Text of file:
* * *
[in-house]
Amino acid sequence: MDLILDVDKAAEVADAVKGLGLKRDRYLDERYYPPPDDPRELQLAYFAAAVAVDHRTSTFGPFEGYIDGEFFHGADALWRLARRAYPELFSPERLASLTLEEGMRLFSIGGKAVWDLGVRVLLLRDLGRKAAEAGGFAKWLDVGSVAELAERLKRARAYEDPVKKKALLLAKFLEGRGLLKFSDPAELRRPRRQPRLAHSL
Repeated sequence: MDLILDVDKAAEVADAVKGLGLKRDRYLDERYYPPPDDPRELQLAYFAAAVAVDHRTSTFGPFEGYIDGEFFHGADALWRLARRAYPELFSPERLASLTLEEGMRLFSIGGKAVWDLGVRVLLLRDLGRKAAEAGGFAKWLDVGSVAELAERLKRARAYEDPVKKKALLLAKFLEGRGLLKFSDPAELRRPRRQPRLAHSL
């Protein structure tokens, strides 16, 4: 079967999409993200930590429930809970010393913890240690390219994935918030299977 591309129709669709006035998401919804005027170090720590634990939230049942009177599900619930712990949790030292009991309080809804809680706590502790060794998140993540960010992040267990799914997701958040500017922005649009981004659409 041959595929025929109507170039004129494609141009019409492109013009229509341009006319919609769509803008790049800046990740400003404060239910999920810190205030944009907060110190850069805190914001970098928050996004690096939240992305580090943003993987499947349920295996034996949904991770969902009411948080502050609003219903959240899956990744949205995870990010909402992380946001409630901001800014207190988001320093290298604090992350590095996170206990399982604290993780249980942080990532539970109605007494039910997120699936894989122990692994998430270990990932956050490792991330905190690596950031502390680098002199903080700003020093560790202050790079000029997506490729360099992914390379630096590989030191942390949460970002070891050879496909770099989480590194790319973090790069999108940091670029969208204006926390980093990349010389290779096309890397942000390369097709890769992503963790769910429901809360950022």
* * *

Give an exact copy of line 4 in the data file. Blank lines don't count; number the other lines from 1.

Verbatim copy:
């Protein structure tokens, strides 16, 4: 079967999409993200930590429930809970010393913890240690390219994935918030299977 591309129709669709006035998401919804005027170090720590634990939230049942009177599900619930712990949790030292009991309080809804809680706590502790060794998140993540960010992040267990799914997701958040500017922005649009981004659409 041959595929025929109507170039004129494609141009019409492109013009229509341009006319919609769509803008790049800046990740400003404060239910999920810190205030944009907060110190850069805190914001970098928050996004690096939240992305580090943003993987499947349920295996034996949904991770969902009411948080502050609003219903959240899956990744949205995870990010909402992380946001409630901001800014207190988001320093290298604090992350590095996170206990399982604290993780249980942080990532539970109605007494039910997120699936894989122990692994998430270990990932956050490792991330905190690596950031502390680098002199903080700003020093560790202050790079000029997506490729360099992914390379630096590989030191942390949460970002070891050879496909770099989480590194790319973090790069999108940091670029969208204006926390980093990349010389290779096309890397942000390369097709890769992503963790769910429901809360950022």